I always thought a 5" barrel both looked and felt the best on a medium or large frame revolver, and would prefer a 4 or 4-1/2 over a 5-1/2 or 6 inch. For a dedicated hunting revolver, a 6 or 6-1/2 inch is a good compromise of velocity vs. portability.
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Old August 18, 2013, 05:35 AM   #15
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I prefer 4".
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Old August 18, 2013, 11:42 AM   #16
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I shoot mostly rimfires in revolvers. If the gun has a full underlug I prefer a 4" barrel, otherwise a 6" is OK. I had S&W 617s in 4 and 6" and sold the 6". The 4" felt perfect, the 6" was too heavy. My old 6" Model 17 without the underlug feels nice though. All of those are medium-sized K-frames.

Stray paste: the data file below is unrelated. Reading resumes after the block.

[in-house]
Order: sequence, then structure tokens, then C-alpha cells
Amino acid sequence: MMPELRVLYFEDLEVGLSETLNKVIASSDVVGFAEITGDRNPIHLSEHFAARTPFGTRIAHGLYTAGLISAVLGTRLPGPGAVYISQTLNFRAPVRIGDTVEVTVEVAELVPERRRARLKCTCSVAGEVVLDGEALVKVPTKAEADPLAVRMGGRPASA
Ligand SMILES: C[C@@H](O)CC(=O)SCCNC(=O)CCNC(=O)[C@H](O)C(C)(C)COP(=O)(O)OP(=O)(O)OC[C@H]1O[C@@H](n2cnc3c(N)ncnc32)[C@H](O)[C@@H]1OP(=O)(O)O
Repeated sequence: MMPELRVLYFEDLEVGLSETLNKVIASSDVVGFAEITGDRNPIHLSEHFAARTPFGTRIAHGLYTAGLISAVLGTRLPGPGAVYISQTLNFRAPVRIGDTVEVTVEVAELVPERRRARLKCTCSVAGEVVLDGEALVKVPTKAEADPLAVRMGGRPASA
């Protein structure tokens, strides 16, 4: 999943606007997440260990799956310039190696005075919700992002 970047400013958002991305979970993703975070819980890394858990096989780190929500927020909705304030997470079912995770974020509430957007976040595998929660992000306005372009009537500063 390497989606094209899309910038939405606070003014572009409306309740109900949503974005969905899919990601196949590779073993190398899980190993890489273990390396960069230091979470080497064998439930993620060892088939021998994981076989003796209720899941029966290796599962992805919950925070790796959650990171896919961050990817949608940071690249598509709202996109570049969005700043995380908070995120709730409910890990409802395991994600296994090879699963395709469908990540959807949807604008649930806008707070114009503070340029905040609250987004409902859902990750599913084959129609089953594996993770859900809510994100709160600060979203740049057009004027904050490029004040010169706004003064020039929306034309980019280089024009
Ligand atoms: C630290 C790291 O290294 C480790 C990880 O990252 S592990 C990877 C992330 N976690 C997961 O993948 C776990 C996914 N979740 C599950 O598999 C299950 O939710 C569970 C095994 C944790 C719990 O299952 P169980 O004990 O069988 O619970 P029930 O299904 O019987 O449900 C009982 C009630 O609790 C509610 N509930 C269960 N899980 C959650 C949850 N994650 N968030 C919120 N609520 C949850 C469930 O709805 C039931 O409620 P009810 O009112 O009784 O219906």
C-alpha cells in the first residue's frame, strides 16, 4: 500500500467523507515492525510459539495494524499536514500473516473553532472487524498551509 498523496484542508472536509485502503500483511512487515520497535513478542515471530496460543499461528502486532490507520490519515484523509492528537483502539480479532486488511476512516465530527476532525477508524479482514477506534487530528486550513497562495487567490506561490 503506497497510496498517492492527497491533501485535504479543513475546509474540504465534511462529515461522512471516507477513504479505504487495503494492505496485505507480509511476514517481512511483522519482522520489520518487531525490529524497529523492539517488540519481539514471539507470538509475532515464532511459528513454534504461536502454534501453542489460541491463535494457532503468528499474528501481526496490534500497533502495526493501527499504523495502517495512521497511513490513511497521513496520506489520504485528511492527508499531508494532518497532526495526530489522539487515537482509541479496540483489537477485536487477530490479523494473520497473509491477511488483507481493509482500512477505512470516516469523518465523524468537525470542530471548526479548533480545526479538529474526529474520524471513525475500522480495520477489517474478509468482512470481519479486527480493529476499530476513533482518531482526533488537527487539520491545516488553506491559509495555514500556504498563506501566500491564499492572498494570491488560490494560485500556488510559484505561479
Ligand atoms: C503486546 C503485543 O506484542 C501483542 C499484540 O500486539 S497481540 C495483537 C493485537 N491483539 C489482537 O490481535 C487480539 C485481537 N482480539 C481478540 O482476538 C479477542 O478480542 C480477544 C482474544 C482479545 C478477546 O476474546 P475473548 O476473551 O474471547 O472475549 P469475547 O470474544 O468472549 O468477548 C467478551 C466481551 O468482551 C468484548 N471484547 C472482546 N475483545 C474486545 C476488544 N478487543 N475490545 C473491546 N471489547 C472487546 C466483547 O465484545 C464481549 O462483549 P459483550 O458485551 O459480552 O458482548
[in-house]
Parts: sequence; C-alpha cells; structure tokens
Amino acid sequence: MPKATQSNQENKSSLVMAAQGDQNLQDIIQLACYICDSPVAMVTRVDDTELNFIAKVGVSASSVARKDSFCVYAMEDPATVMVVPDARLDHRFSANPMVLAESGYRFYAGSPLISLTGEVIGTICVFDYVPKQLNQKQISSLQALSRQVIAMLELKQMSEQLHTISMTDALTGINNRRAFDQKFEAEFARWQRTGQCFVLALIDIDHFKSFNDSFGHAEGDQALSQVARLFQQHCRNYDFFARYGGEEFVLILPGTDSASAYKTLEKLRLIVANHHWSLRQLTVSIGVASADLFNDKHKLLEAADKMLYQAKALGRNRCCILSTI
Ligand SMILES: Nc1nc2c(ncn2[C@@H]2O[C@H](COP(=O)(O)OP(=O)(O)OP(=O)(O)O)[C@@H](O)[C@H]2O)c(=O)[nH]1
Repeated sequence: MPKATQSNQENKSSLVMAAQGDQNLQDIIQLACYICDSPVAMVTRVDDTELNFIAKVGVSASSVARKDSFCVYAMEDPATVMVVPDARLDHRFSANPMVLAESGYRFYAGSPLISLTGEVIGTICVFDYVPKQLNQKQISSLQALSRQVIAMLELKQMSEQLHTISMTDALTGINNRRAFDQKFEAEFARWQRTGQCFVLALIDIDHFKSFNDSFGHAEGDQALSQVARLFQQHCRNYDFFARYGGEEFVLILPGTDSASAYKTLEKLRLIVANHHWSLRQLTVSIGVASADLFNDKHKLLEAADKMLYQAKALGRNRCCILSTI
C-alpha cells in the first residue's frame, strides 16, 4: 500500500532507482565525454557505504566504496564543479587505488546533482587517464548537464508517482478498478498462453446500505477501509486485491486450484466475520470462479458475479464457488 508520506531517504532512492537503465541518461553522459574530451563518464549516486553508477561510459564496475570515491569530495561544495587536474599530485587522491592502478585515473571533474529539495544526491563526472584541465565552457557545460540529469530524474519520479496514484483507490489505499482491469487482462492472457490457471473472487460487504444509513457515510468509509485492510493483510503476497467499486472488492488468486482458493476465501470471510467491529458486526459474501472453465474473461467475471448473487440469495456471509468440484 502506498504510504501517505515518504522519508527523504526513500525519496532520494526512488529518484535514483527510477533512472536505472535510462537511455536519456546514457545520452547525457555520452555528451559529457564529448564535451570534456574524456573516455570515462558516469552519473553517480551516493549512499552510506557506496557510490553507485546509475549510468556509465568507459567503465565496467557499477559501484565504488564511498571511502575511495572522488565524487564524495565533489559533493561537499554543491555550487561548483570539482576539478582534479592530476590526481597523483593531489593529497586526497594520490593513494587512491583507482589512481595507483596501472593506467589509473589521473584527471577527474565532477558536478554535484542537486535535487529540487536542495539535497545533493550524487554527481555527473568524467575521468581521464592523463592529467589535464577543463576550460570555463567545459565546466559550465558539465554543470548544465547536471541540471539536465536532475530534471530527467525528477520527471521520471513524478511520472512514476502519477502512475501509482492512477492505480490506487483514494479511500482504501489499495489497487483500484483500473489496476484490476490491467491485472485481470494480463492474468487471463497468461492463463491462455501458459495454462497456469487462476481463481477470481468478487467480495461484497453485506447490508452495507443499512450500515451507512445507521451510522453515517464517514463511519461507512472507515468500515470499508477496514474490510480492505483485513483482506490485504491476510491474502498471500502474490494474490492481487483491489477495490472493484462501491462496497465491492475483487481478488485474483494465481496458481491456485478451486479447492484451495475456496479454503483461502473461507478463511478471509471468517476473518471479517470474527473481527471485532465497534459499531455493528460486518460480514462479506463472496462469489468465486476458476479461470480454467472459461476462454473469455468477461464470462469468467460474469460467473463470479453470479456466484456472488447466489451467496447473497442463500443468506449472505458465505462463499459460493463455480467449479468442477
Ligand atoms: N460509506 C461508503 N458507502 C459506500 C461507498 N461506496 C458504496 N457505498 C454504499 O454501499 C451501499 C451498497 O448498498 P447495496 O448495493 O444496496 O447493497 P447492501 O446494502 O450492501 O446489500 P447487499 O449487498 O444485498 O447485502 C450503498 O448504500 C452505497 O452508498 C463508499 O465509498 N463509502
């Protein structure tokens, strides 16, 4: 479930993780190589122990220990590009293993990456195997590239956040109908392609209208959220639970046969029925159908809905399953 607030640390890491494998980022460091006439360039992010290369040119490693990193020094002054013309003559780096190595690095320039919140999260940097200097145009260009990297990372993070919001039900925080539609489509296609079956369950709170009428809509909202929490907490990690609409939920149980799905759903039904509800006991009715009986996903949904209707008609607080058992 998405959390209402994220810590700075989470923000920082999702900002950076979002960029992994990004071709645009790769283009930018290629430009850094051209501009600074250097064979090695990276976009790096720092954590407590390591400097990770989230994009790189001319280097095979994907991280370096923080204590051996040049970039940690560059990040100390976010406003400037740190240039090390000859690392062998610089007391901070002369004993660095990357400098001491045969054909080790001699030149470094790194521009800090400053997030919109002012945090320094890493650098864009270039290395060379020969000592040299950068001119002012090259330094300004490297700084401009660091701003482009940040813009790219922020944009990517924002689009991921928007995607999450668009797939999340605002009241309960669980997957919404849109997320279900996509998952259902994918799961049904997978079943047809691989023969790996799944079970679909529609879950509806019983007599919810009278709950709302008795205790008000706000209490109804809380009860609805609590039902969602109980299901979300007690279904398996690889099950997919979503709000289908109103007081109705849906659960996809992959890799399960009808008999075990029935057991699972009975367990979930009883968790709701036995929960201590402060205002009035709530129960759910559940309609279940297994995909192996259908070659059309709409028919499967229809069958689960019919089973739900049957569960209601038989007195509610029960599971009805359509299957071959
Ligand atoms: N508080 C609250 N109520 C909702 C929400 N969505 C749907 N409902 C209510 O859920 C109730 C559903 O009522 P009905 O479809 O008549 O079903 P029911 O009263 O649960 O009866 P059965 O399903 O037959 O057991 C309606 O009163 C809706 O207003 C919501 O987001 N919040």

In centerfire I've owned a 4" S&W 66 (K-frame) and currently own a 5" 627 (it's a large N-frame though with an underlug that is sort of 3/4). Both of those feel very well-balanced to me. I have been considering getting a 686 and after handling both sizes I would go 4" on that one.







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Old August 18, 2013, 12:06 PM   #17
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In a recent thread on using revolvers in defensive pistol shooting competition, an experienced revolver shooter remarked that he generally scored about 30% higher with a five inch barrel than with a four inch barrel.

By pure coincidence, I had just acquired a 686 Pro Series seven shot revolver with a seven shot cylinder and a tapered underlug.

I like the balance better than that of a a friend's four inch 586.

I always ask for permission to dry fire, but if the answer is no, no sale.
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Old August 18, 2013, 12:45 PM   #18